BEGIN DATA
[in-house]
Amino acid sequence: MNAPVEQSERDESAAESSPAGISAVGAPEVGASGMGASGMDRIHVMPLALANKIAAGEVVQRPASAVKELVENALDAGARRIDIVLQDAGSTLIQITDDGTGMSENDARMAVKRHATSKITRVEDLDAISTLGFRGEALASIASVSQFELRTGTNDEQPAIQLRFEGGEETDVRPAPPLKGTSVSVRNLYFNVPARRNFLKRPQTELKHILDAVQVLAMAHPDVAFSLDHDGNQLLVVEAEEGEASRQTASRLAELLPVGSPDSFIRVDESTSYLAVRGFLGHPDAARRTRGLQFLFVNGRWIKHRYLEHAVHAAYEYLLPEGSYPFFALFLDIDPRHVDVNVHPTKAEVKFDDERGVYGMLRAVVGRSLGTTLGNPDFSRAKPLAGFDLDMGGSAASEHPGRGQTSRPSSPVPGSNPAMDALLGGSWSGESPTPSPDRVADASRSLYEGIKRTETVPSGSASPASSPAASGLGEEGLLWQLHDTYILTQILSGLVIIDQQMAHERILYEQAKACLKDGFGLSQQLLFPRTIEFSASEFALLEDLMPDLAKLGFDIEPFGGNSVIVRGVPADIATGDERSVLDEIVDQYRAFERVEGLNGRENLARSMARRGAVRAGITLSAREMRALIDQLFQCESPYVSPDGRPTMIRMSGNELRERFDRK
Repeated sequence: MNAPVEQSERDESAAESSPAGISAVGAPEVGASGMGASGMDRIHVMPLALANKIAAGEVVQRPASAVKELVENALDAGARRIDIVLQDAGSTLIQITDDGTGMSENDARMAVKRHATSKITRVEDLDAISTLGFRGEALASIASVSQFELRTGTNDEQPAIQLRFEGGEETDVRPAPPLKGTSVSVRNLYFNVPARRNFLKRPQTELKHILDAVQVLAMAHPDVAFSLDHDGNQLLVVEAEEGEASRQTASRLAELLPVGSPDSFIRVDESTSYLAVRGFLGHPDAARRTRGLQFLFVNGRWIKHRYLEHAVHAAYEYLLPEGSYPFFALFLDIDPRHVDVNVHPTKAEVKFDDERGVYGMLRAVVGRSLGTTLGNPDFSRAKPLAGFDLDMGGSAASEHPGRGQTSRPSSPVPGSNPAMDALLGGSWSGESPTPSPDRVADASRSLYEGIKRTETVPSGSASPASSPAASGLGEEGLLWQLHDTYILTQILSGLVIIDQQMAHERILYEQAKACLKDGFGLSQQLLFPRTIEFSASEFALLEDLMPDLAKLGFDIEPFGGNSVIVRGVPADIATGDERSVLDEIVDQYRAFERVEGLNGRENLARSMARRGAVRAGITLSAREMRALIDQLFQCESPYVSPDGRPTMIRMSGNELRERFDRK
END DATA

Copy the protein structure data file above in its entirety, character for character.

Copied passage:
[in-house]
Amino acid sequence: MNAPVEQSERDESAAESSPAGISAVGAPEVGASGMGASGMDRIHVMPLALANKIAAGEVVQRPASAVKELVENALDAGARRIDIVLQDAGSTLIQITDDGTGMSENDARMAVKRHATSKITRVEDLDAISTLGFRGEALASIASVSQFELRTGTNDEQPAIQLRFEGGEETDVRPAPPLKGTSVSVRNLYFNVPARRNFLKRPQTELKHILDAVQVLAMAHPDVAFSLDHDGNQLLVVEAEEGEASRQTASRLAELLPVGSPDSFIRVDESTSYLAVRGFLGHPDAARRTRGLQFLFVNGRWIKHRYLEHAVHAAYEYLLPEGSYPFFALFLDIDPRHVDVNVHPTKAEVKFDDERGVYGMLRAVVGRSLGTTLGNPDFSRAKPLAGFDLDMGGSAASEHPGRGQTSRPSSPVPGSNPAMDALLGGSWSGESPTPSPDRVADASRSLYEGIKRTETVPSGSASPASSPAASGLGEEGLLWQLHDTYILTQILSGLVIIDQQMAHERILYEQAKACLKDGFGLSQQLLFPRTIEFSASEFALLEDLMPDLAKLGFDIEPFGGNSVIVRGVPADIATGDERSVLDEIVDQYRAFERVEGLNGRENLARSMARRGAVRAGITLSAREMRALIDQLFQCESPYVSPDGRPTMIRMSGNELRERFDRK
Repeated sequence: MNAPVEQSERDESAAESSPAGISAVGAPEVGASGMGASGMDRIHVMPLALANKIAAGEVVQRPASAVKELVENALDAGARRIDIVLQDAGSTLIQITDDGTGMSENDARMAVKRHATSKITRVEDLDAISTLGFRGEALASIASVSQFELRTGTNDEQPAIQLRFEGGEETDVRPAPPLKGTSVSVRNLYFNVPARRNFLKRPQTELKHILDAVQVLAMAHPDVAFSLDHDGNQLLVVEAEEGEASRQTASRLAELLPVGSPDSFIRVDESTSYLAVRGFLGHPDAARRTRGLQFLFVNGRWIKHRYLEHAVHAAYEYLLPEGSYPFFALFLDIDPRHVDVNVHPTKAEVKFDDERGVYGMLRAVVGRSLGTTLGNPDFSRAKPLAGFDLDMGGSAASEHPGRGQTSRPSSPVPGSNPAMDALLGGSWSGESPTPSPDRVADASRSLYEGIKRTETVPSGSASPASSPAASGLGEEGLLWQLHDTYILTQILSGLVIIDQQMAHERILYEQAKACLKDGFGLSQQLLFPRTIEFSASEFALLEDLMPDLAKLGFDIEPFGGNSVIVRGVPADIATGDERSVLDEIVDQYRAFERVEGLNGRENLARSMARRGAVRAGITLSAREMRALIDQLFQCESPYVSPDGRPTMIRMSGNELRERFDRK